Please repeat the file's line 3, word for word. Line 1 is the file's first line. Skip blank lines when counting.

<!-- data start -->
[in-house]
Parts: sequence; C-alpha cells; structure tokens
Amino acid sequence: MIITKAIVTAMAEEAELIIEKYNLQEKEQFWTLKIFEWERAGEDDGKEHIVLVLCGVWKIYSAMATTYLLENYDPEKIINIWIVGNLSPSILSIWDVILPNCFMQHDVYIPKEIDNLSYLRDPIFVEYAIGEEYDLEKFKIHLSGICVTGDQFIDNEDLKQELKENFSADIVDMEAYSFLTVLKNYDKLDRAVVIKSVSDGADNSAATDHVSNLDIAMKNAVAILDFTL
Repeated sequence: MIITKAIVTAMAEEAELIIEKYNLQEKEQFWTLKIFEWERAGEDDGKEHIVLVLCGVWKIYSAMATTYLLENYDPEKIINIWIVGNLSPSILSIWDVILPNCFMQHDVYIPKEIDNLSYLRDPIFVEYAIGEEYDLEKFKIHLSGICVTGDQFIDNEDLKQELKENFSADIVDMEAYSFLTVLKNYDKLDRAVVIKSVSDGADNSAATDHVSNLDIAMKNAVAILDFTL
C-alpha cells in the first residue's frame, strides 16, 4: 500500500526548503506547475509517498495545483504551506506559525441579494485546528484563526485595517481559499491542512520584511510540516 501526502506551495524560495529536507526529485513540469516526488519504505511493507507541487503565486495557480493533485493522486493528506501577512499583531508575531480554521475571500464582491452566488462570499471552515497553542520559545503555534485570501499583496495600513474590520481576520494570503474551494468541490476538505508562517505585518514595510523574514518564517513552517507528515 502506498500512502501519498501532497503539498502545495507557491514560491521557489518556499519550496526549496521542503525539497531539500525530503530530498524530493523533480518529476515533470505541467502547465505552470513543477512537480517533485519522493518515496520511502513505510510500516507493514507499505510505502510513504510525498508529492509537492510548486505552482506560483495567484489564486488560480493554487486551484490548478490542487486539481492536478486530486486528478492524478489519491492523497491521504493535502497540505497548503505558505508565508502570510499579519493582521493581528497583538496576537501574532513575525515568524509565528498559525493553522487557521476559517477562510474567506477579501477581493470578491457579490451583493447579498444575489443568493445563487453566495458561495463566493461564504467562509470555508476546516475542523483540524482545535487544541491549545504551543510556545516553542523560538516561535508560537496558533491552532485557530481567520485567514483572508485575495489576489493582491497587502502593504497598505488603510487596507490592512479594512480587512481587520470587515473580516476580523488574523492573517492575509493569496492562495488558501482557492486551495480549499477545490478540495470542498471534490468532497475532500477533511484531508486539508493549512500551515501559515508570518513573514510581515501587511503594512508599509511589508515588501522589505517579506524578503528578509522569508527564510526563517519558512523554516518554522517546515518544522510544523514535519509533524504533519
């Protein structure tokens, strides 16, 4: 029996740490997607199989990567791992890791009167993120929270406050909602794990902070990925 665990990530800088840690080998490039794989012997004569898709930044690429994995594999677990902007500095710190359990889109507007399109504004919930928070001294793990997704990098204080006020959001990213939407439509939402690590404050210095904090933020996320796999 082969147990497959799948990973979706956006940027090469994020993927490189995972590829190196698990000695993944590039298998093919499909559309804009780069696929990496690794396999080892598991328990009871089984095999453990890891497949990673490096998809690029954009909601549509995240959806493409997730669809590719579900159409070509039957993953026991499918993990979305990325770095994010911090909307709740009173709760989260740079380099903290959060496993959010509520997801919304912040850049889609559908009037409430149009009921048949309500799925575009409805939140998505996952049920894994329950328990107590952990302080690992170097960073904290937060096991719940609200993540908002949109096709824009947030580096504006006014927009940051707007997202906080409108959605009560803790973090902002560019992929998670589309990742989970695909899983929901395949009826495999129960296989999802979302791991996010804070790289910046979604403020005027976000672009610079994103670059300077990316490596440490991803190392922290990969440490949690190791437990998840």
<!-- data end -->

Amino acid sequence: MIITKAIVTAMAEEAELIIEKYNLQEKEQFWTLKIFEWERAGEDDGKEHIVLVLCGVWKIYSAMATTYLLENYDPEKIINIWIVGNLSPSILSIWDVILPNCFMQHDVYIPKEIDNLSYLRDPIFVEYAIGEEYDLEKFKIHLSGICVTGDQFIDNEDLKQELKENFSADIVDMEAYSFLTVLKNYDKLDRAVVIKSVSDGADNSAATDHVSNLDIAMKNAVAILDFTL